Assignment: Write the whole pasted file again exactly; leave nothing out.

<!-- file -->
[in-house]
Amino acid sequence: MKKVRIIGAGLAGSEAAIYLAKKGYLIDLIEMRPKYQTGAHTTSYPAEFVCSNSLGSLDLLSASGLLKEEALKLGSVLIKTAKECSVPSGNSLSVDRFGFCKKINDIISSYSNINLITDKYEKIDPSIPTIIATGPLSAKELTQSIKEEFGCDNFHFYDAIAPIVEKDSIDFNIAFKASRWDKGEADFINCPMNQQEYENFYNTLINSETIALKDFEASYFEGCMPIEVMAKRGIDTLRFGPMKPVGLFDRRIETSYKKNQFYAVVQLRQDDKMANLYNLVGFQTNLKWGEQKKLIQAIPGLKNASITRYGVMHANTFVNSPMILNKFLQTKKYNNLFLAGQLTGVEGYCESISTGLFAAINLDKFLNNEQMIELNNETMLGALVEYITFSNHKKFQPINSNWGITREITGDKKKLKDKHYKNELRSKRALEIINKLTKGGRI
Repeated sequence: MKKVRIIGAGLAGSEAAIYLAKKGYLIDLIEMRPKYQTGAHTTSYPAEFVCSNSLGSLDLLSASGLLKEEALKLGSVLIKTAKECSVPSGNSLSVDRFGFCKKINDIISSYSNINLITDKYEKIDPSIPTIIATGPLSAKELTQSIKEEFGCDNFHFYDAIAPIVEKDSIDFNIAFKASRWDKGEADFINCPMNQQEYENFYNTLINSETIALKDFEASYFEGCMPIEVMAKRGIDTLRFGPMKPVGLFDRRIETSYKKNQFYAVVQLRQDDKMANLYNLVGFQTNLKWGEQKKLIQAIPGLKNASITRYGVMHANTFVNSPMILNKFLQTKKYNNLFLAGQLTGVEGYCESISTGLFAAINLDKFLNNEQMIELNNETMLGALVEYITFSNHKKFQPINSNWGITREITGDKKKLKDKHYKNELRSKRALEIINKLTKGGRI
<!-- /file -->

[in-house]
Amino acid sequence: MKKVRIIGAGLAGSEAAIYLAKKGYLIDLIEMRPKYQTGAHTTSYPAEFVCSNSLGSLDLLSASGLLKEEALKLGSVLIKTAKECSVPSGNSLSVDRFGFCKKINDIISSYSNINLITDKYEKIDPSIPTIIATGPLSAKELTQSIKEEFGCDNFHFYDAIAPIVEKDSIDFNIAFKASRWDKGEADFINCPMNQQEYENFYNTLINSETIALKDFEASYFEGCMPIEVMAKRGIDTLRFGPMKPVGLFDRRIETSYKKNQFYAVVQLRQDDKMANLYNLVGFQTNLKWGEQKKLIQAIPGLKNASITRYGVMHANTFVNSPMILNKFLQTKKYNNLFLAGQLTGVEGYCESISTGLFAAINLDKFLNNEQMIELNNETMLGALVEYITFSNHKKFQPINSNWGITREITGDKKKLKDKHYKNELRSKRALEIINKLTKGGRI
Repeated sequence: MKKVRIIGAGLAGSEAAIYLAKKGYLIDLIEMRPKYQTGAHTTSYPAEFVCSNSLGSLDLLSASGLLKEEALKLGSVLIKTAKECSVPSGNSLSVDRFGFCKKINDIISSYSNINLITDKYEKIDPSIPTIIATGPLSAKELTQSIKEEFGCDNFHFYDAIAPIVEKDSIDFNIAFKASRWDKGEADFINCPMNQQEYENFYNTLINSETIALKDFEASYFEGCMPIEVMAKRGIDTLRFGPMKPVGLFDRRIETSYKKNQFYAVVQLRQDDKMANLYNLVGFQTNLKWGEQKKLIQAIPGLKNASITRYGVMHANTFVNSPMILNKFLQTKKYNNLFLAGQLTGVEGYCESISTGLFAAINLDKFLNNEQMIELNNETMLGALVEYITFSNHKKFQPINSNWGITREITGDKKKLKDKHYKNELRSKRALEIINKLTKGGRI